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NOTICE: The project that is the subject of this report was approved by the Governing Board of the National Research Council, whose members are drawn from the councils of the National Academy of Sciences, the National Academy of Engineering, and the Institute of Medicine. The survey project is part of the program of the Office of Scientific and Engineering Personnel (OSEP). The National Academy of Sciences is a private, nonprofit, self-perpetuating society of distinguished scholars engaged in scientific and engineering research, dedicated to He furtherance of science and technology and to their use for He general welfare. Under authority of the charter granted by Congress in 1863, the Academy has a mandate that requires it to advise the federal government on scientific and technical matters. Dr. Bruce M. Alberts is president of the National Academy of Sciences. The National Academy of Engineering was established in 1964, under the charter of the National Academy of Sciences, as a parallel organization of outstanding engineers. It is autonomous in its administration and in He selection of its members, sharing with He National Academy of Sciences the responsibility for advising the federal government. The National Academy of Engineering sponsors engineering programs aimed at meeting national needs, encourages education and research, and recognizes He superior achievements of engineers. Dr. William A. Wulf is president of the National Academy of Engineering. The Institute of Medicine was established in 1970 by He National Academy of Sciences to secure the services of eminent members of appropriate professions in the examination of policy matters pertaining to the health of the public. The Institute acts under the responsibility given to the National Academy of Sciences by its congressional charter to be an adviser to the federal government and, upon its own initiative, to identify issues of medical care, areas of research, and topics for education. Dr. Kenned I. Shine is president of the Institute of Medicine. The National Research Council (NEtC) was organized by He National Academy of Sciences in 1916 to associate the broad community of science and technology with the AcademY's ourDoses of furthering knowledge and of advising He federal government. ~_ ~" ~ A A ~ Functioning in accordance win general policies determined by the Academy, He Council has become the principal operating agency of bow He National Academy of Sciences and the National Academy of Engineering in providing services to He government, He public, and the scientific and engineering communities. The Council is administered jointly by both Academies and He Institute of Medicine. Dr. Bruce M. Alberts and Dr. William A. Wulf are chairman and vice-chairman, respectively, of He National Research Council. This report is based on research conducted by OSEP win He support of He National Science Foundation (NSF), the National Institutes of Heals KNIN, the National Endowment for Me Humanities CASH), the U.S. Department of Education (U.S. Dept. of Ed.), and the U.S. Department of Agriculture (USDA) under NSF Conhact No. SRS-9309720. Opinions, findings, conclusions, or recommendations expressed in this publication are those of OSEP and do not necessarily reflect Me views of He sponsoring agencies. - Recommended citation: Henderson, P.H., J.E. Clarke, and C. Woods. 1998. Summary Report 1996: Doctorate Recipients from United States Universities. Washington, D.C.: National Academy Press. (The report gives the results of data collected in Be Survey of Earned Doctorates, sponsored by five federal agencies: NSF, NIH, NEH, U.S. Dept. of Ed., and USDA and conducted by the NRC.) Available fi om: Doctorate Records Project National Research Council OSEP Room TJ 2006 2101 Constitution Avenue, NW Washington, DC 20418 Material in this publication is in the public domain and, with appropriate credit, may be reproduced without · . permlsslon. Printed in the United States of America i.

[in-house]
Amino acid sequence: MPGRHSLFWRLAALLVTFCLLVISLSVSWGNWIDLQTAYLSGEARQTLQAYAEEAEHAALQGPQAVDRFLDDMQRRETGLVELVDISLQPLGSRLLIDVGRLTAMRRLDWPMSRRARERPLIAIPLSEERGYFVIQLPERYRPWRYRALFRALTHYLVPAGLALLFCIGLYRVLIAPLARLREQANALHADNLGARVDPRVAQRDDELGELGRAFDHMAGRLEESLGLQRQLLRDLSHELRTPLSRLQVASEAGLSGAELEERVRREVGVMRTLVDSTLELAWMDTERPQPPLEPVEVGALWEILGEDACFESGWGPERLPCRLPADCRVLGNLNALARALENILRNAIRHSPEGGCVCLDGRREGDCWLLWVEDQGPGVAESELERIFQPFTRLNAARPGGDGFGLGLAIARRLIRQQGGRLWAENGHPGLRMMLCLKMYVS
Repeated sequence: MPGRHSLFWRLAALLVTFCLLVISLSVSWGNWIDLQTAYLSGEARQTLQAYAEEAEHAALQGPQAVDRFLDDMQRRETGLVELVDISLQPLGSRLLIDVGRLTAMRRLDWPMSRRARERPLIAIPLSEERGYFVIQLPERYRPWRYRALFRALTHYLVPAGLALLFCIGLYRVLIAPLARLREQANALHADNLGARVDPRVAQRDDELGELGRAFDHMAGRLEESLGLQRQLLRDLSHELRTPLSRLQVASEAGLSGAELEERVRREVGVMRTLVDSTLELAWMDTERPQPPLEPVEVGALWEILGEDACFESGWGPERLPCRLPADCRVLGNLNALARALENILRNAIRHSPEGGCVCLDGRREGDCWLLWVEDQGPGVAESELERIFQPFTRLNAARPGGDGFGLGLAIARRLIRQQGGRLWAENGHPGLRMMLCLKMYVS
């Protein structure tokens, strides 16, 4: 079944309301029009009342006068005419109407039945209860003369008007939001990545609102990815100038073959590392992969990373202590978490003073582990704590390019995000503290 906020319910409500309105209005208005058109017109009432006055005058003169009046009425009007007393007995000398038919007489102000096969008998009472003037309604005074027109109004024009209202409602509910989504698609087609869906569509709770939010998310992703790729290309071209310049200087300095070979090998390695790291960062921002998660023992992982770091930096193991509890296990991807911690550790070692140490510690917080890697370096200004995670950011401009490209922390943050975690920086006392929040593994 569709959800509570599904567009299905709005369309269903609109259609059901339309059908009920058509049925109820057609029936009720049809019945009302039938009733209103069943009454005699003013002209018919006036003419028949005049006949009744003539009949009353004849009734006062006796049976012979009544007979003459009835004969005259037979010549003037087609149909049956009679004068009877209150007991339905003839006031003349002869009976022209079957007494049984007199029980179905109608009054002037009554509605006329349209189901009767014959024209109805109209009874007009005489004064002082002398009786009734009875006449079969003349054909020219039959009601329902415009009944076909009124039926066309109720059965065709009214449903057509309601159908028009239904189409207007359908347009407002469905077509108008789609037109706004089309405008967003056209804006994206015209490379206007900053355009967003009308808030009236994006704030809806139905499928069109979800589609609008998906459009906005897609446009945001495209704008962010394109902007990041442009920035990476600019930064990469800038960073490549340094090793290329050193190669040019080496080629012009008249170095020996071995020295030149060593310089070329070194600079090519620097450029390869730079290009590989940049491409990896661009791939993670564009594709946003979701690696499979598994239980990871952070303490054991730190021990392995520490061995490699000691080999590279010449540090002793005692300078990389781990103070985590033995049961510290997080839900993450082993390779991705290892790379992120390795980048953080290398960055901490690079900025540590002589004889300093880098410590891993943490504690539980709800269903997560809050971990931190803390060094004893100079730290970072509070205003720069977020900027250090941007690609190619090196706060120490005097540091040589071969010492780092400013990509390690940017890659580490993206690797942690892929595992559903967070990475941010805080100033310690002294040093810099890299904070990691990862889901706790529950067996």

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111 OFFICE OF SCIENTIFIC AND ENGINEERING PERSONNEL ADVISORY COMMITTEE M. R. C. Greenwood (Chair), University of California David Breneman, University of Virginia Nancy Cantor, University of Michigan CarIos Gutierrez, California State University Stephen I. Lukasik, Independent Consultant William H. Miller, University of California (ex officio) Barry Munitz, California State University Janet Norwood, The Urban Institute John D. Wiley, University of Wisconsin Tadataka Yamada, SmithKline Beecham Corporation A. Thomas Young, Lockheed Martin Corporation (retired) SURVEY OF EARNED DOCTORATES ADVISORY PANEL Georgine M. Pion (Chair?, Vanderbilt University Brenda G. Cox, Mathematica Policy Research Terrence S. Millar, University of Wisconsin Don A. DilIman, Washington State University Roy Radner, New York University Judith Tanur, State University of New York Karen A. Holbrook, University of Florida Maresi Nerad' University of California